The Wall Street Journal's Siobhan Gorman and Adam Entous are the latest reporters to do some digging into the now infamous talking points that Susan Rice delivered on the Sunday talk shows in the wake of the attack on the American consulate in Benghazi.
The specific takeaway is that their sources have confirmed what acting CIA Director Michael Morell had also reportedly told senators late last month: That it was the the CIA and not the White House that scrubbed any mention of al-Qaida from the Benghazi talking points.
But perhaps more interesting is the broader picture that the report provides of the extensive editing process that went on at the agency, one that doesn't make the nation's spy agency look exactly nimble:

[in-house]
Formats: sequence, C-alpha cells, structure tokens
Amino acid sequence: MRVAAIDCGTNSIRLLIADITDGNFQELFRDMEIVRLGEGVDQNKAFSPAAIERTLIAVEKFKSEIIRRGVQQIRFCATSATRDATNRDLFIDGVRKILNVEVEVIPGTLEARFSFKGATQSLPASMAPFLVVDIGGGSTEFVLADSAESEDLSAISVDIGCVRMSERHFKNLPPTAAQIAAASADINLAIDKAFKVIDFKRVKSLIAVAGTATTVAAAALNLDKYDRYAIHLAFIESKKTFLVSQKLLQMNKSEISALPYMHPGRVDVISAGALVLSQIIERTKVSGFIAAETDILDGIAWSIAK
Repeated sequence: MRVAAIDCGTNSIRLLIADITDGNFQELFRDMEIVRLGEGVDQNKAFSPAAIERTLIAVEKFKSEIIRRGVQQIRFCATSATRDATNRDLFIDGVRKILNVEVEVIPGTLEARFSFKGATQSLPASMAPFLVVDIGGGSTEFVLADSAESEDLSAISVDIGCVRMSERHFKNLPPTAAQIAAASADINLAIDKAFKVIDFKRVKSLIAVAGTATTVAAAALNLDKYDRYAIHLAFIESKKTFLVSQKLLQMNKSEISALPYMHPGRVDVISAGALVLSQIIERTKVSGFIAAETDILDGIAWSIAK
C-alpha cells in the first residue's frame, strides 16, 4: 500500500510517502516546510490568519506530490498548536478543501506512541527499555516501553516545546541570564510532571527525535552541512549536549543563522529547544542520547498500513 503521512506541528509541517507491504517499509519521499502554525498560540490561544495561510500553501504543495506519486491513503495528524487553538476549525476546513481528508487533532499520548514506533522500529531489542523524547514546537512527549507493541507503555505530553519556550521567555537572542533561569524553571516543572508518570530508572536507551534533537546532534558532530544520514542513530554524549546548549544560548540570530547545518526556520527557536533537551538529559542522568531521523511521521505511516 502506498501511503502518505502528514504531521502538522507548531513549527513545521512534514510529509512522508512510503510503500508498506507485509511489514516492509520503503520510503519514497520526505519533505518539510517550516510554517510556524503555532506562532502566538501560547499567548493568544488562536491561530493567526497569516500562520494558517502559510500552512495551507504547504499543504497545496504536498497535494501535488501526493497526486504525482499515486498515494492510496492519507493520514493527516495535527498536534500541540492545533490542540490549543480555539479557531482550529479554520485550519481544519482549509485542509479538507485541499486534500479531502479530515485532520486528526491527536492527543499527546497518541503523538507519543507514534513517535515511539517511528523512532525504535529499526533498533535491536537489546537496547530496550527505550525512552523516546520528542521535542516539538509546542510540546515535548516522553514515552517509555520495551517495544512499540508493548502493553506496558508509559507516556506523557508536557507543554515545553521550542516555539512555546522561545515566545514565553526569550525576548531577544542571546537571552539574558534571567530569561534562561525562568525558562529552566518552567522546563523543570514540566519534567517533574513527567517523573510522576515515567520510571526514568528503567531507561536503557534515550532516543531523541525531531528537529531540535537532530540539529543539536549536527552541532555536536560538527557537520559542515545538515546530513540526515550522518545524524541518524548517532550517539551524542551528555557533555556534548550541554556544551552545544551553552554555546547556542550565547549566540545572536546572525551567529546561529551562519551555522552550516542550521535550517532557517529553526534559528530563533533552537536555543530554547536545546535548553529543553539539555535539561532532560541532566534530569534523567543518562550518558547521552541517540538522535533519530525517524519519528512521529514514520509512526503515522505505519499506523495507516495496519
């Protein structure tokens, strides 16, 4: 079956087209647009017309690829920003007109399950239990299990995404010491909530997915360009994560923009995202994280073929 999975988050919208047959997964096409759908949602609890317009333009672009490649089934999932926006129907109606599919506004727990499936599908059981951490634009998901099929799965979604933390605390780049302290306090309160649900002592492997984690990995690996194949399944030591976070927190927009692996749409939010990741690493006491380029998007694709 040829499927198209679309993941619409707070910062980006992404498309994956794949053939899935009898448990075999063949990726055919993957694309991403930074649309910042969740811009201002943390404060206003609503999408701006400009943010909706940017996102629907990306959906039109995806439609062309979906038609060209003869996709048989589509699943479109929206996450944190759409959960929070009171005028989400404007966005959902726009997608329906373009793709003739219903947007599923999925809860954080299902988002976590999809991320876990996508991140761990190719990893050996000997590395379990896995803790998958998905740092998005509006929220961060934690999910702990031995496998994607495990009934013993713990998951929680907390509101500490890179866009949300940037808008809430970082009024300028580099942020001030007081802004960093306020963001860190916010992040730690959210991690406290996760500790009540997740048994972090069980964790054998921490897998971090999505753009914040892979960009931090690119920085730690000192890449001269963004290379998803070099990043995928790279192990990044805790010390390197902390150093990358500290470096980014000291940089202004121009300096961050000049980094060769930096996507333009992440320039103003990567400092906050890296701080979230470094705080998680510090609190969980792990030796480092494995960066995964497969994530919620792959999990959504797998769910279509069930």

The 94-word intelligence summary emerged from a daylong email debate between more than two dozen intelligence officials, in which they contested and whittled the available evidence into a bland summary with no reference to al Qaeda, an assessment the administration now acknowledges was wide of the mark. ...
A detailed examination of how U.S. assessments were turned into the talking points reveals a highly cautious, bureaucratic process that had the effect of watering down the U.S.'s own intelligence. The same process was slow to change conclusions when evidence shifted, in particular about links to al Qaeda and whether the attack grew out of a protest.
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